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France's Le Pen accuses rival Macron of being soft on Islamists

Election is unpredictable amid groundswell of anti-establishment feeling, frustration at France's economic malaise
French presidential election candidate for far-right Front National party, Marine Le Pen, speaks during campaign rally in Perpignan on Saturday (AFP)

French far-right leader Marine Le Pen on Saturday accused her main rival for president, centrist Emmanuel Macron, of being soft on Islamists, in a blistering attack eight days before the vote.

Le Pen pounced on remarks by Macron defending one of his top campaigners in the gritty suburbs north of Paris whom the far-right has labelled a "radical".

Mohamed Saou was asked to step back from Macron's campaign after a website published several of his old Facebook messages, one of which criticised the Charlie Hebdo newspaper targeted by militants in January 2015 for publishing cartoons of the Prophet Mohammed.

"He did one or two things that were more... radical.... But he's a good guy otherwise," Macron told Beur FM radio on Friday, adding that he did not want to fire Saou.

Addressing about 1,000 flag-waving supporters in the southern city of Perpignan Le Pen accused the leader of the "En Marche" (On the Move) party of doing the bidding of Islamist groups.

"With Mr Macron, it would be Islamism on the move," Le Pen said.

"It's as if he's writing a new chapter of Houllebecq's book Soumission," she said, referring to a novel by author Michel Houllebecq that portrays a fictional Islamist president coming to power in France.

The anti-EU, anti-immigration Le Pen and Macron, the 39-year-old europhile optimist given the best chance of beating her in a run-off, are leading polls for the first round of the election on April 23 with around 22-24 percent each.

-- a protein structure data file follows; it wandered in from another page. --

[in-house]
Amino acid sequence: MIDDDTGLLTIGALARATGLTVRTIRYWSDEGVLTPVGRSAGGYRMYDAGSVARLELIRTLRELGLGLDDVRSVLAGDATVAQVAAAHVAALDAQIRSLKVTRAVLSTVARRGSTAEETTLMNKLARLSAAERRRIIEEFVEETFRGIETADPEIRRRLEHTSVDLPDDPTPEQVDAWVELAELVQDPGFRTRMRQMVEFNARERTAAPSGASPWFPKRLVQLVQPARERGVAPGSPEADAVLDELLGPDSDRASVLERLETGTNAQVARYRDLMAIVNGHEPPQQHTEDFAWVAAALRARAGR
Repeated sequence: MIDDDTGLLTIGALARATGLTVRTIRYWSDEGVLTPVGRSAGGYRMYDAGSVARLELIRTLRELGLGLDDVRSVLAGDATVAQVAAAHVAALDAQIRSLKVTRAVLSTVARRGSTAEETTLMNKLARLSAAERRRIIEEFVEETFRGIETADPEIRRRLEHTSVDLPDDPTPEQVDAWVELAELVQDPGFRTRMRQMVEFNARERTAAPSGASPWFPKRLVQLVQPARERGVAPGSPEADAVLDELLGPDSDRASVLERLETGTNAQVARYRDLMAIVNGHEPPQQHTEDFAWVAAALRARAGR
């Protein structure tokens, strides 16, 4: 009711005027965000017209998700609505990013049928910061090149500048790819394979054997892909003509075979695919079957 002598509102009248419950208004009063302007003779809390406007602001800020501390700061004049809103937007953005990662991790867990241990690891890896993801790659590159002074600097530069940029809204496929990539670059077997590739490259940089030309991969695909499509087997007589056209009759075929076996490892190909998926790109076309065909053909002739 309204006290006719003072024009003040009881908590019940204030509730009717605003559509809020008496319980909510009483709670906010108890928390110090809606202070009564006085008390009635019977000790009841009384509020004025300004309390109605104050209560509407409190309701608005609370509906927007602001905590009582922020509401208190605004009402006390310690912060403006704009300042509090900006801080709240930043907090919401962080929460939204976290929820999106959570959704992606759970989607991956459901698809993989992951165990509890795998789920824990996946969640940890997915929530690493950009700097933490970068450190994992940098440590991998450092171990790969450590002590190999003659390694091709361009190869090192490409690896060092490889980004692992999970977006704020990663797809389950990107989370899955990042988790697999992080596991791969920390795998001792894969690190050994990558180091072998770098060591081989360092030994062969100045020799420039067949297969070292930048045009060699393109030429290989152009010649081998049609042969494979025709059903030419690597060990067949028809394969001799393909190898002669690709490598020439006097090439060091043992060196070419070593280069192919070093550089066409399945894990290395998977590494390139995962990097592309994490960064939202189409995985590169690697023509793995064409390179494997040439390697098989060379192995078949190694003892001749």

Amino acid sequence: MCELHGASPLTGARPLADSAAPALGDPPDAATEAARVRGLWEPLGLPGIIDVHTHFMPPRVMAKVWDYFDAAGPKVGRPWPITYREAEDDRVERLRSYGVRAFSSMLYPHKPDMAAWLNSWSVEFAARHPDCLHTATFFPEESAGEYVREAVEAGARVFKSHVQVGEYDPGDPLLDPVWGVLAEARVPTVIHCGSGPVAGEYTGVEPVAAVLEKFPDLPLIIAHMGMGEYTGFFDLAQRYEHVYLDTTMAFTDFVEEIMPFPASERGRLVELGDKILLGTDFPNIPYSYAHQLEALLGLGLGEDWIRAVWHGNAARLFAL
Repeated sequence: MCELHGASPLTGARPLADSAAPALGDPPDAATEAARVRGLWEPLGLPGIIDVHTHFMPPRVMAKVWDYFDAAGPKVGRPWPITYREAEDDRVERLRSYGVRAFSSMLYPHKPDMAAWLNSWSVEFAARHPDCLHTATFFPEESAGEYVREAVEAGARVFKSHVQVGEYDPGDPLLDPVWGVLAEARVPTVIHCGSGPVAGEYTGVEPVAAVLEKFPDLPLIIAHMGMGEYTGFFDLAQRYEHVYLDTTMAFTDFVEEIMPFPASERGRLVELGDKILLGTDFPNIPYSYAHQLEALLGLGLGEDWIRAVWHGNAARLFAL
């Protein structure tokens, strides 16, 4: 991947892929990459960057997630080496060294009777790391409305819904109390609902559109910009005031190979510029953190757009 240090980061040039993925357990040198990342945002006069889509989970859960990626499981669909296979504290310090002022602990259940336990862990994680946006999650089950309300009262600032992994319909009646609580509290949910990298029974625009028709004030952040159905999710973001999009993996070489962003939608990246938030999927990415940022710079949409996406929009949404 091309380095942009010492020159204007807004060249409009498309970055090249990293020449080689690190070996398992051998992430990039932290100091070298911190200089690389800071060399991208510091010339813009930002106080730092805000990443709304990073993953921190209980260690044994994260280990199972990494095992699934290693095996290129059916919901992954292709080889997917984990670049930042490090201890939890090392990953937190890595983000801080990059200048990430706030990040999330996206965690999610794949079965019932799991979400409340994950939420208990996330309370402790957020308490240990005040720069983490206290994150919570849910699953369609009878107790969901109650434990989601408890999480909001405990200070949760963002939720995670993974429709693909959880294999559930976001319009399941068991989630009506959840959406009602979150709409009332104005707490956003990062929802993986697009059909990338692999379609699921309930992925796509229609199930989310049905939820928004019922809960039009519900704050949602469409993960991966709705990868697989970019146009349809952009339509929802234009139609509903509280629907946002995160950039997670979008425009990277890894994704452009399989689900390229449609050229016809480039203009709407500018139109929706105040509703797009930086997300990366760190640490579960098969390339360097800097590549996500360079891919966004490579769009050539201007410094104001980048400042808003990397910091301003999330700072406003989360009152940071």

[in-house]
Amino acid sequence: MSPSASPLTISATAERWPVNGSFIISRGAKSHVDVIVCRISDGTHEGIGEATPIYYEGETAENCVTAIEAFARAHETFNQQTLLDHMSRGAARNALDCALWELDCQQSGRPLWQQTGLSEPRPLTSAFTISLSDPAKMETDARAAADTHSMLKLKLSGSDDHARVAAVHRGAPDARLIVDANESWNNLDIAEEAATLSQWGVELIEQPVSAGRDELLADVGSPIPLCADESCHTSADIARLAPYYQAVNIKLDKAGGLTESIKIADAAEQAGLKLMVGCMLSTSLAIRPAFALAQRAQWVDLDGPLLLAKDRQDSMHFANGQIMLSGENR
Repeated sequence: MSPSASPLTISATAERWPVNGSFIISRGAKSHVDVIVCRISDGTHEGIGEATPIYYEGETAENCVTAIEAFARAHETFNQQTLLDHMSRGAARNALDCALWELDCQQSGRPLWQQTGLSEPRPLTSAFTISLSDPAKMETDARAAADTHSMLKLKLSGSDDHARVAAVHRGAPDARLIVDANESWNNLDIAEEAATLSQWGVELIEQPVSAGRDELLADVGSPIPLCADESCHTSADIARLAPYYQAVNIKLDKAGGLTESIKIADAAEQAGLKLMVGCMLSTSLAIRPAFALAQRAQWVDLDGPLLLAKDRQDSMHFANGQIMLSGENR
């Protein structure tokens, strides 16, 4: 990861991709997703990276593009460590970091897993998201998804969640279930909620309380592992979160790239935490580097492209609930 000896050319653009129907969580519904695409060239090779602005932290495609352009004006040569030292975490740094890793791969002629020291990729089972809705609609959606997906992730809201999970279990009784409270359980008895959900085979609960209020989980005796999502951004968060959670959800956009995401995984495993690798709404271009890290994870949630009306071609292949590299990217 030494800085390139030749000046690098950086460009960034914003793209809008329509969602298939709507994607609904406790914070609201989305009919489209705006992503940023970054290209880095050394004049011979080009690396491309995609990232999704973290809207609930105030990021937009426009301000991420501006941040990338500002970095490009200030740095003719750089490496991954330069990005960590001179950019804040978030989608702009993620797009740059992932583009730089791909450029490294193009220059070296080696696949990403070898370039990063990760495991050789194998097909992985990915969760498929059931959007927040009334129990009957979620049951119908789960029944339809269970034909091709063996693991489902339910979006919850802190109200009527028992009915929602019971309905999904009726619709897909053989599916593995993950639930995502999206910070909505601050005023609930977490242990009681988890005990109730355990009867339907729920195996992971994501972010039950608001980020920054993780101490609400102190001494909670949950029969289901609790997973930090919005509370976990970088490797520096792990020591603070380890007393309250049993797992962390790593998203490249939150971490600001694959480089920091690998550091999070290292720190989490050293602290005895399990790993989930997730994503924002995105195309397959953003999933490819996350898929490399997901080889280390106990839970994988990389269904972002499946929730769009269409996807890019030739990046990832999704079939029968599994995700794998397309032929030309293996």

In the past few days, radical left candidate Jean-Luc Melenchon and conservative ex-premier Francois Fillon have also gained ground, transforming the election into a tight four-way race. The two leaders of the first round will go through to a runoff on 7 May.

The election is one of the most unpredictable in modern French history, as a groundswell of anti-establishment feeling and frustration at France's economic malaise has seen a growing number of voters turn their backs on the mainstream parties.

An Ipsos-Sopra Sterna poll showed Macron and Le Pen tied at 22 percent in the April 23 first round, with Melenchon and conservative Francois Fillon at 20 and 19 percent respectively.

That 3 percentage point gap separating the top four was within at least one of poll's margin of error, suggesting the race remains wide open.

Polls have consistently shown Macron would comfortably win the second round should he qualify for the runoff.

But the most striking trend in past days has been the late surge in support for Melenchon, a former Trotskyist who would pull France out of NATO and, like Le Pen, possibly the European Union too.

Le Pen, who says she would best defend France against the militants that have killed over 230 people in France since 2015, also took Fillon to task, accusing him of letting Muslims close themselves off from society when he was prime minister between 2007 and 2012.

Polls have consistently shown Macron would comfortably win the second round should he qualify for the runoff.

"We must be intransigent with the mortal danger that fundamentalist Islam represents for our country," she said.

In a Facebook message in September, Saou expressed revulsion over a cartoon by Charlie Hebdo depicting Italian earthquake victims as pasta dishes.

"I never was and never will be Charlie," he wrote, referring to the "Je suis Charlie" (I am Charlie) slogan that became a rallying cry for freedom of expression after the January 2015 attack on the paper's Paris offices that left 12 people dead.

His remarks echoed those of a number of French people, who said that while they deplored the attack they felt Charlie Hebdo's cartoons stigmatised Muslims.

Macron described the post as "hurtful to people". Saou is being investigated by the party's internal ethics committee. 

In other Facebook posts published by a French Jewish news site, Saou criticised the bans imposed by some towns last year on the Islamic burkini swimsuit and expressed concern about a backlash against Muslims after the 14 July truck massacre in the city of Nice.

Fillon's camp has also seized on the controversy to attack Macron, an economic liberal who took over the frontrunner spot from Fillon after Fillon became embroiled in a fake jobs scandal in January. 

Eric Ciotti, a senior Fillon campaigner, accused former economy minister Macron of supporting "a man (Saou) who does not share our vision of France".

Macron's party has accused both Le Pen and Ciotti of "rampant Islamophobia".